Microsoft fought and lost
One of the reasons for the decision was Microsoft. The matter goes back to 2013. At that time, the US Department of Justice investigated drug crime and asked Microsoft for access to a suspect’s e-mail account. However, as the server with the data was in Ireland, Microsoft invalidated the search warrant. It came to a process that Microsoft lost in the first instance and won second place. Due to the new Cloud Act, this case has now been declared done. The question of how an acceptable solution between the US and the EU or the individual member states can look like is currently being discussed.
Sensitive Data are no longer safe at US companies
But what does that mean for companies, that uses services by US companies? First and foremost, they must be aware that true compliance with the EU GDPR can fail. Taking the next step, the Cloud Act also allows US authorities to arbitrarily gain access to all data of a company stored at a US partner or services provider – including business and enterprise secrets or information about IT Security measures.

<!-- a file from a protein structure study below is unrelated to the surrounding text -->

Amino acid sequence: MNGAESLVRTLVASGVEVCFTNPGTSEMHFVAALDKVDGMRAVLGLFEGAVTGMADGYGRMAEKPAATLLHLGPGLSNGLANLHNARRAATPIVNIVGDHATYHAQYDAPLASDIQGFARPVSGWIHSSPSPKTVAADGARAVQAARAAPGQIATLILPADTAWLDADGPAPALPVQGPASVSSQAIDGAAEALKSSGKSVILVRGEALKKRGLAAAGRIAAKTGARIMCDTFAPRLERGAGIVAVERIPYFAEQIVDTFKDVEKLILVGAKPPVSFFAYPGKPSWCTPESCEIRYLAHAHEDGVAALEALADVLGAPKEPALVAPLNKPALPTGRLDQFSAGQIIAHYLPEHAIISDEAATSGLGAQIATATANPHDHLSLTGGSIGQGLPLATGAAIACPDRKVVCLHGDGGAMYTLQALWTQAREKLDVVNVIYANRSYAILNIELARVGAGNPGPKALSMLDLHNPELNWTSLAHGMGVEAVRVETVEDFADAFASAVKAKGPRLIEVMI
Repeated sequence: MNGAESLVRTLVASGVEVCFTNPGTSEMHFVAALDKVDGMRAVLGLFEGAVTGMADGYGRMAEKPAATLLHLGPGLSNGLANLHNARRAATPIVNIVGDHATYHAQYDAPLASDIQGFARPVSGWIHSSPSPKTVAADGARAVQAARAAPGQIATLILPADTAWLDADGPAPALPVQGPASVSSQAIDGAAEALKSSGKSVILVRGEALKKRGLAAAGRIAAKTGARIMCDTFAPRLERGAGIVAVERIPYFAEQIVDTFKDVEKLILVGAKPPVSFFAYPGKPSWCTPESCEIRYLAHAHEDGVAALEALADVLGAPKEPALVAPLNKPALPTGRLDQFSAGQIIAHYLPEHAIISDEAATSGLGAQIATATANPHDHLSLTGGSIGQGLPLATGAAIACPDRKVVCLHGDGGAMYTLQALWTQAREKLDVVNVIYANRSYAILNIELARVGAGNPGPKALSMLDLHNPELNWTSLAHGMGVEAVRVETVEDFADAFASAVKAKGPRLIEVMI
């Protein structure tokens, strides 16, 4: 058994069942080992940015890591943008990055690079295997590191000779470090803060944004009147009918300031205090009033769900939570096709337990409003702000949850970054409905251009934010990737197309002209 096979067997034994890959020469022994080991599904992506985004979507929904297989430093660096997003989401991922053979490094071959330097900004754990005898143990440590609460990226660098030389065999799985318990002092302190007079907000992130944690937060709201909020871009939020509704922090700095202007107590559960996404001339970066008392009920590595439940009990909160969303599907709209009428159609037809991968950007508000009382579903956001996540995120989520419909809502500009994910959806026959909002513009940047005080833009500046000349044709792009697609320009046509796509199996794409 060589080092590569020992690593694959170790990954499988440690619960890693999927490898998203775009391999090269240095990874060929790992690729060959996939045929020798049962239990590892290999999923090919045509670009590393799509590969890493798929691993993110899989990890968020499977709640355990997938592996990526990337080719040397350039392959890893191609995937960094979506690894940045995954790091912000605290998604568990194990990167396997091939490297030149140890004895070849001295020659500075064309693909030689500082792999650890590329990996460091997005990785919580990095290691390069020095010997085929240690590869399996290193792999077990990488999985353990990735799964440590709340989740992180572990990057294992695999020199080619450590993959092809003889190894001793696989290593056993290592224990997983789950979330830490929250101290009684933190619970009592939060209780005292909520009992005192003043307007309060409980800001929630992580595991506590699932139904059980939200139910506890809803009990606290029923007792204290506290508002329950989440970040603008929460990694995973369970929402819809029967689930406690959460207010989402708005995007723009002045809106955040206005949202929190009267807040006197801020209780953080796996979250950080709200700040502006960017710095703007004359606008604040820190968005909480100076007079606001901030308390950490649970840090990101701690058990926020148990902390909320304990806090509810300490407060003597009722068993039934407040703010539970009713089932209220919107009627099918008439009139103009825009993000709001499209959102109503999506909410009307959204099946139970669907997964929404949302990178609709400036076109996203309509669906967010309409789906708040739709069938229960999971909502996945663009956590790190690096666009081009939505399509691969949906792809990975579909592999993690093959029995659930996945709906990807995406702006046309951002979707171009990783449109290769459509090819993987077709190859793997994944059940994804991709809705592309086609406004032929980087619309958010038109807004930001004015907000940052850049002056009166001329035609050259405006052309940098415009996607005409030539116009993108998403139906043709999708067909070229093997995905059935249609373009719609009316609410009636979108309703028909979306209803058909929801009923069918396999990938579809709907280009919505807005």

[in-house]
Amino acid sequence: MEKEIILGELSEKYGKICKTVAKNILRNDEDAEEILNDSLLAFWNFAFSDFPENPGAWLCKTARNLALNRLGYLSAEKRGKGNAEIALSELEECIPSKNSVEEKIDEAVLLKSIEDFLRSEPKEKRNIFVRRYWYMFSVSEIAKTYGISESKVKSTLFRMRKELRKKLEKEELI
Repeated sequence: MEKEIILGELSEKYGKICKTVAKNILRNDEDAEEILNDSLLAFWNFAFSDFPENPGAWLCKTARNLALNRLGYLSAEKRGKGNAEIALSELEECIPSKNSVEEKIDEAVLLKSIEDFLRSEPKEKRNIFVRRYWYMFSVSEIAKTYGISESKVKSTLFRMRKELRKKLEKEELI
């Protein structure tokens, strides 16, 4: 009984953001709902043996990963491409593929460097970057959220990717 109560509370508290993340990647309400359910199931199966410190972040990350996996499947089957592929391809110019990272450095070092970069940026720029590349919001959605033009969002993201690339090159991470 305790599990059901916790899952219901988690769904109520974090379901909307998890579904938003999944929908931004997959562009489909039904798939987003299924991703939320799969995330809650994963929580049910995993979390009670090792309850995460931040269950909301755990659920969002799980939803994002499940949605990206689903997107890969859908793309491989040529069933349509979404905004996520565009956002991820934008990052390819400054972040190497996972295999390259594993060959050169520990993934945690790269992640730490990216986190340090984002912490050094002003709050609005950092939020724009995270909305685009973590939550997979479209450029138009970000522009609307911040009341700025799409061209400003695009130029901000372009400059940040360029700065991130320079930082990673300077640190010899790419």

Security-relevant Data should not leave the company
Companies, that sources IT security services such as Vulnerability Management from US providers and store sensitive data with them, should now take action. For a maximum of security, they should at least switch to a European partner, who only stores data in data centers within the EU. Finally, this raises the fundamental question of whether safety-related data should or have to leave the company at all. After all, there are certainly IT security service providers in the market whose solutions work exclusively within the company IT and do not transfer data either to the cloud or to the provider.
An example of this is our Greenbone Security Manager. It scans IT networks for vulnerabilities and forwards data and reports only within the secure enterprise network.
Cloud Act calls for action
Once again, the Cloud Act shows that the US attaches far less importance to privacy than the EU: while the Europeans consider data security as human rights, in the United States it is “only” a civil right – which therefore only refers to Americans. In the American legislation, the interest of European citizens will therefore continue to receive little or no consideration in future. Companies have to adjust that. They should use the Cloud Act as an opportunity to bring sensitive data outside the reach of American authorities. This can happen for example by switching to European or German service provider. However, the best option for IT security is to choose solutions in which sensitive data does not even leave the company.